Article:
The above incident has made me more determined to find out what the mysterious manuscript means and how I got hold of it in the first place. Therefore, I have decided to maintain this blog in order to post updates on my research, some sort of memoir from my university years, the years before and the years after, a cluster of different lives, hence the title “Daedalian Times”. And I think it makes perfect sense if I start my chronicles by tracing the book in which I had found the manuscript. Luckily, it happens that this book is within easy reach right at this moment: a couple of shelves right above my laptop.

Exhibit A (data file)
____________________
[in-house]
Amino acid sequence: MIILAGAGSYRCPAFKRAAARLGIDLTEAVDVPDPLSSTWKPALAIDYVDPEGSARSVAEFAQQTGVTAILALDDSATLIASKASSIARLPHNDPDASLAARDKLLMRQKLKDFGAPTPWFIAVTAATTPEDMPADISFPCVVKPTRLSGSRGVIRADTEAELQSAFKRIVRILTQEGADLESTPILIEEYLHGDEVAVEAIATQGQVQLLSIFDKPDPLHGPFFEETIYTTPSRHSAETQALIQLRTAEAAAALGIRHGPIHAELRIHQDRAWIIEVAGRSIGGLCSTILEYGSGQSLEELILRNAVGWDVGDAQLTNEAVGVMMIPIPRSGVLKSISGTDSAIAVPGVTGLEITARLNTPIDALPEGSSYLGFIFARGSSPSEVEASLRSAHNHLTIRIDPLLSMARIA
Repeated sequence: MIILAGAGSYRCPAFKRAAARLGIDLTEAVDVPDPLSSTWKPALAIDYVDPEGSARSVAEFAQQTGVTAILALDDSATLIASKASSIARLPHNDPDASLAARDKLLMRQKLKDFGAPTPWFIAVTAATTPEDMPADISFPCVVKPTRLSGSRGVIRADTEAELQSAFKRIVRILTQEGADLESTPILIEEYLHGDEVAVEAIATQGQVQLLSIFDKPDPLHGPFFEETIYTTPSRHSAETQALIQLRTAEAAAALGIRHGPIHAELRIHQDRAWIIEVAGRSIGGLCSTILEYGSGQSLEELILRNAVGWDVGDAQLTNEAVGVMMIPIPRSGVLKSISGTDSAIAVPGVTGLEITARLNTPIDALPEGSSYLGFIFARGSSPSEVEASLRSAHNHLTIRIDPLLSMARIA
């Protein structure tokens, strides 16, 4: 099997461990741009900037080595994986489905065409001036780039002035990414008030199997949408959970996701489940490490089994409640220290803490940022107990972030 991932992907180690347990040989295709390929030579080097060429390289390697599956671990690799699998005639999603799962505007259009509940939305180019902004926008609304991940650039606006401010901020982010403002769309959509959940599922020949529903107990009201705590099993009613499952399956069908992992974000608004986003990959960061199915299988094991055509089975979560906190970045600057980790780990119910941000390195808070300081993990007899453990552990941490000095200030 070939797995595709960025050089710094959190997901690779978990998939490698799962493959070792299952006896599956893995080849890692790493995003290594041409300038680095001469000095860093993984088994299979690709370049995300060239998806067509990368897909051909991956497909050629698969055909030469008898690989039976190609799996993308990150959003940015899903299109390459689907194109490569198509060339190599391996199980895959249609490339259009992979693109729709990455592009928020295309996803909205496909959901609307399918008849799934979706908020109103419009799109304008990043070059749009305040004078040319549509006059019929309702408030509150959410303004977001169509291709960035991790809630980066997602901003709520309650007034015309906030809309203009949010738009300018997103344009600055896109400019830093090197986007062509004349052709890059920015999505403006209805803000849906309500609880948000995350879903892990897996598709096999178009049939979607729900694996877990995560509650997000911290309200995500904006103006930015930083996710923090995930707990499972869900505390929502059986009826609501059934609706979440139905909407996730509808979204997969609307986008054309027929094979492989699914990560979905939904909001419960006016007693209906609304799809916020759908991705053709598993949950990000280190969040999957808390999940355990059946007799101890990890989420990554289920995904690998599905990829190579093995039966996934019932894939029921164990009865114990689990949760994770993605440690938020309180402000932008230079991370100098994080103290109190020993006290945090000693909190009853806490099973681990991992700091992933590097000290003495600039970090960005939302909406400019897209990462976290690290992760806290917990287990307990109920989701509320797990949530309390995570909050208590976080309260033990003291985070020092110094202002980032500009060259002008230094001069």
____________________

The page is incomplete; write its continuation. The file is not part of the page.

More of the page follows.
The Manuscript

Yesterday, while looking through some old boxes with notes from my university years, I discovered a crumpled up piece of paper, its sides torn and the bottom part missing completely. Somehow I managed to make out the letters that formed the words from the beginning to the end of the page, hoping that somehow I had succeeded in copying the text correctly. The original text was in Greek. Since the word formation and use is uncommon in the Greek language, I had to translate it for you while trying to keep it as close as possible to the original. Of course some things will not make any sense in English, as they do not make any sense in the original Greek. Here it goes anyway: